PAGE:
Tony Lee: Yeah. Now, we're hearing from a lot of CEOs who were saying, "Remote work experiment was great. I think it's done. I want everybody back in the office." And one of the reasons they give is this, that we have workplace loneliness. We have a lack of connectedness between people. Company culture is suffering. Do you see that?

Paul Falcone: Yep. And it's all legit, but there's two sides to this story. So I have it on good source for my two children, that one is 33 and one is 29. And they said, "Dad, truthfully, if our company went back to a hundred percent you must be in the office starting Monday, no exceptions," they'd both look to leave. I said, "Really?" They said "Yes," because they'd be, "The company's so tone deaf, they're not listening, and they're not caring. And luckily, we don't work for those kinds of organizations. Our companies are very reasonable, and they communicate to us." So both my kids happen to be in really good companies with strong leadership teams. But the problem is, if that is existing out there among the millennials and the Gen Z, you have to be careful not to just turn it over and say, "Okay, starting Monday." Number one, you've got to give him enough time.

And I'm talking probably several months. And number two, you have to make an argument, Tony, that hears both sides of the story. If the communication says, "Everyone, we know how important work-life-family balance is to you all, and we respect that and we treasure that. However, we are hearing from many of you that you feel lonely or isolated or you feel like you don't have enough face time in the company, at a point in your career when you're developing your career, we hear that too. And we want to try and find that balance. So what we feel would be best, that would incorporate your needs and our needs, because we don't want to lose the sense of teamwork, camaraderie, and culture that we've built all these years, is to begin bringing people back to the office. As a result, starting on such and such a date, three months from now, we will expect everyone to come back to work three days a week.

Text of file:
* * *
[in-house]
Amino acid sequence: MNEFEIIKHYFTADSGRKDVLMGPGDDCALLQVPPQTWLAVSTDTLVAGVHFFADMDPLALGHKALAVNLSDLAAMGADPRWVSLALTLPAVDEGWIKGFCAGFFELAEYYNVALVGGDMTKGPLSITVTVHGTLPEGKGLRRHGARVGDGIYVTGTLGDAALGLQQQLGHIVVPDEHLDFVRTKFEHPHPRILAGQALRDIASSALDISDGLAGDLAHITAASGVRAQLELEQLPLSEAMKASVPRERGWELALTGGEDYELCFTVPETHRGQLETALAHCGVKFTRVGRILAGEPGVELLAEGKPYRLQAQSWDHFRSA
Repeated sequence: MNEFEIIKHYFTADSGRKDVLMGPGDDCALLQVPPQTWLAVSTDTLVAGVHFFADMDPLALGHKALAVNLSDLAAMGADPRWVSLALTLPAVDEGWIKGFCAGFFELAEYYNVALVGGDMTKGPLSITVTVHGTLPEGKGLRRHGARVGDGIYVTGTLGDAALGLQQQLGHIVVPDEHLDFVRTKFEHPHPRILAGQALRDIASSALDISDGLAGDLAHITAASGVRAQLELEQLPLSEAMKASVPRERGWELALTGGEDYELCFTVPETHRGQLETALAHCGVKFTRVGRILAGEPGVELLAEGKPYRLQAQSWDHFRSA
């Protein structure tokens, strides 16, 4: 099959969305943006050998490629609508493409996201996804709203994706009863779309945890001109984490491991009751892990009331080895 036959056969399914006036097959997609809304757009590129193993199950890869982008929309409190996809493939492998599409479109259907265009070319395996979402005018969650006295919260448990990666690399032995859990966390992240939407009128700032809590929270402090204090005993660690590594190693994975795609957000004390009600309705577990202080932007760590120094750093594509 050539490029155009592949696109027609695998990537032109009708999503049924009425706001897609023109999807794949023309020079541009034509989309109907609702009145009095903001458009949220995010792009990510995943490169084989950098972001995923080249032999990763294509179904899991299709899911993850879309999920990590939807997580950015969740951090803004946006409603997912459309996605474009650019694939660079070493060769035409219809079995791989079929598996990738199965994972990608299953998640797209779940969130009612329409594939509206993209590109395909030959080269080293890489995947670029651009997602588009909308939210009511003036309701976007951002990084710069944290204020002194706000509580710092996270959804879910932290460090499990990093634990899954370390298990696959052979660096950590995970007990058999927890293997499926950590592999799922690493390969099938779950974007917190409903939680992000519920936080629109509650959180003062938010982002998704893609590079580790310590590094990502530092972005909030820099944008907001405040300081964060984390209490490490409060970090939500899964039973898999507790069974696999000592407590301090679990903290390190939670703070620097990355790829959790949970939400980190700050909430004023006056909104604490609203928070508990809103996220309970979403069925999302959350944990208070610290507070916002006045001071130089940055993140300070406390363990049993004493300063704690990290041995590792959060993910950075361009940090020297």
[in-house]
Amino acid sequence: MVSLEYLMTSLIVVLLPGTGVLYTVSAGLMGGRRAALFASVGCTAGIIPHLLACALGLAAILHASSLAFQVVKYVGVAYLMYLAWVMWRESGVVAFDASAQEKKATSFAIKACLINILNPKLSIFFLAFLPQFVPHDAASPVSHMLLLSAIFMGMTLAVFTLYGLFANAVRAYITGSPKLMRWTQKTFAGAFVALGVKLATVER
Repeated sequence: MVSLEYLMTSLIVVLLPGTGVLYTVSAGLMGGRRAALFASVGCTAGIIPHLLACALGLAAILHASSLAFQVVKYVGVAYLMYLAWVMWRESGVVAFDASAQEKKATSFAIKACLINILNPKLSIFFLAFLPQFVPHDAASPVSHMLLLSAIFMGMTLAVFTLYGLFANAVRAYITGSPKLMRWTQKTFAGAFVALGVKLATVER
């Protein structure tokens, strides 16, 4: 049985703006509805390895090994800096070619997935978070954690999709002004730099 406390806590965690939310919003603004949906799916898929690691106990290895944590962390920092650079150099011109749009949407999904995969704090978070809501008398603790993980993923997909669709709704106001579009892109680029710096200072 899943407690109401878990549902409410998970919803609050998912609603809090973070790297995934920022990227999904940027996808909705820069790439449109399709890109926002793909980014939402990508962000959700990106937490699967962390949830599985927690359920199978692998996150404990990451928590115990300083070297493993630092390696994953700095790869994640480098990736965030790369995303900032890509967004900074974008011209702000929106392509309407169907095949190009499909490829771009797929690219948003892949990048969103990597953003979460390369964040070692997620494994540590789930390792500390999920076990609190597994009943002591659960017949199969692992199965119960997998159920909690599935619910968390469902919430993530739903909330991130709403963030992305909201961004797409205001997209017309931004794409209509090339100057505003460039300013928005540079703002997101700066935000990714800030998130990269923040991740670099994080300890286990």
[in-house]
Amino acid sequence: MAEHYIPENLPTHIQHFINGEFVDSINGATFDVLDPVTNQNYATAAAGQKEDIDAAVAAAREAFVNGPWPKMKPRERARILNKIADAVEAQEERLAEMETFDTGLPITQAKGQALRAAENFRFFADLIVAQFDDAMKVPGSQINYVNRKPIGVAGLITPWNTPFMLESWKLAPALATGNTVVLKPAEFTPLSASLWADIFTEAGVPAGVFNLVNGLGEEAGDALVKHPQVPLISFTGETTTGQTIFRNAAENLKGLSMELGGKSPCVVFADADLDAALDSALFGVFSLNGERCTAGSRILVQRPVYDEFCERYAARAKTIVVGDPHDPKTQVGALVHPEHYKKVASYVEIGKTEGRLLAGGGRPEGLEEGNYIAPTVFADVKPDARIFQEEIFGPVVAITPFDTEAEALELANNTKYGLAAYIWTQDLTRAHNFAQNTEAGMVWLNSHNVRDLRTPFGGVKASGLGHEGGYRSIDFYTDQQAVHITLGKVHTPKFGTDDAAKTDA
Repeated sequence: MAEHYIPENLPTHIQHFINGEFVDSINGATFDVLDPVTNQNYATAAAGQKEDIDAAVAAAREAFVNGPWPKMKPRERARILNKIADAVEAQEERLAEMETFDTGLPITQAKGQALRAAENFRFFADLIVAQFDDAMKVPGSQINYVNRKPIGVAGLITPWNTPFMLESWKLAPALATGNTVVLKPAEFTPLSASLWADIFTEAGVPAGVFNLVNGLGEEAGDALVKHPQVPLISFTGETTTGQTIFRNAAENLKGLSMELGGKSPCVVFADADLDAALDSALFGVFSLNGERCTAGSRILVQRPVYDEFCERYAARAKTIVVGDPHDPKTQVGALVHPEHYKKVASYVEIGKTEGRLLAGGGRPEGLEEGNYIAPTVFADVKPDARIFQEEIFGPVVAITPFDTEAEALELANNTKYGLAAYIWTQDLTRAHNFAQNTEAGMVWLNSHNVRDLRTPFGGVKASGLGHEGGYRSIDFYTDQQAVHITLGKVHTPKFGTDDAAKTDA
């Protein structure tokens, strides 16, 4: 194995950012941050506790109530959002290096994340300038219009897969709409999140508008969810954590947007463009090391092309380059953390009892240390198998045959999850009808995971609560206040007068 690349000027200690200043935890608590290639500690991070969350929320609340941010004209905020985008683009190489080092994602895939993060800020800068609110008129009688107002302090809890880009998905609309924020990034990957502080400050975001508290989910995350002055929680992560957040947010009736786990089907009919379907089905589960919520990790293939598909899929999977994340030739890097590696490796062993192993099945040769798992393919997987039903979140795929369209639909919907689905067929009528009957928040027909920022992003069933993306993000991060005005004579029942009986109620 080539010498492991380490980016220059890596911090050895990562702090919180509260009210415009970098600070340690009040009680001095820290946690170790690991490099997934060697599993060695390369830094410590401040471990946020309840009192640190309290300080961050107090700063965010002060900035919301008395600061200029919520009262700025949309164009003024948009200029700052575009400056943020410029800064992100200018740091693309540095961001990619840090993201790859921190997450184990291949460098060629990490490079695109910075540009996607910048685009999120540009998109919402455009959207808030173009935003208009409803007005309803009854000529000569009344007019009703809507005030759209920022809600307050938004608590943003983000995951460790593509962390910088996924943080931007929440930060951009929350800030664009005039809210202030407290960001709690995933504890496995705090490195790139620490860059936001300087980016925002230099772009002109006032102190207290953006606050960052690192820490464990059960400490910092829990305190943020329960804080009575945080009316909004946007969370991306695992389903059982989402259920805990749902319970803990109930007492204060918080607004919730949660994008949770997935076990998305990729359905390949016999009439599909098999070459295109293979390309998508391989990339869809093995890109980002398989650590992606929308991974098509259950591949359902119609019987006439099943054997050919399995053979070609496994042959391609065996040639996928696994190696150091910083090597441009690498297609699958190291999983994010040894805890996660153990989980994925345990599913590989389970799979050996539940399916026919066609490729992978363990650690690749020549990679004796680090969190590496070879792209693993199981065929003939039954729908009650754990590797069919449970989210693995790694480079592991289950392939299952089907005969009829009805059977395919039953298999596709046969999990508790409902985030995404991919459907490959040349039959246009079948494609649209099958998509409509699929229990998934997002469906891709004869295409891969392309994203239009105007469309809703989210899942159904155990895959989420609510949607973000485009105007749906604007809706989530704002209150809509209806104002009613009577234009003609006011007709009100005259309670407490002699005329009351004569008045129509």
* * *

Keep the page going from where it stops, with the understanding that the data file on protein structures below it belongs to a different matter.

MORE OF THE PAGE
And we can always reevaluate that later and see how that's working. But we want you to feel like you are part of this family. That's how you were hired pre-COVID. And let's face it, many of you haven't even met your peers yet. Now would be a good opportunity to bring everyone together." If you can make that kind of message, I would bet, looking at my own two kids, they'd be like, "Yeah, yeah, that's cool." And actually, they're doing it. They're already back hybrid. But it was hard for companies. They didn't know how to do this stuff. We haven't had a pandemic in a hundred years. So trying to figure this out is not easy. You just don't want to come across as tone deaf. You have to make sure you're accounting for both sides of the equation, being very transparent with your employees in your communication.

Tony Lee: And casual connectiveness is a term I've heard. The water cooler conversations, the in the hall, is so beneficial, especially to younger employees, who they don't know what they don't know. And without that conversation, they may not have known. So let's take it to the next step, employee engagement then. So if you look at research, employee engagement has fallen, there's no question, almost across the board, but especially among younger generations. So what do you think companies should be doing? Are doing? Are you seeing examples of successes that companies are doing to raise engagement?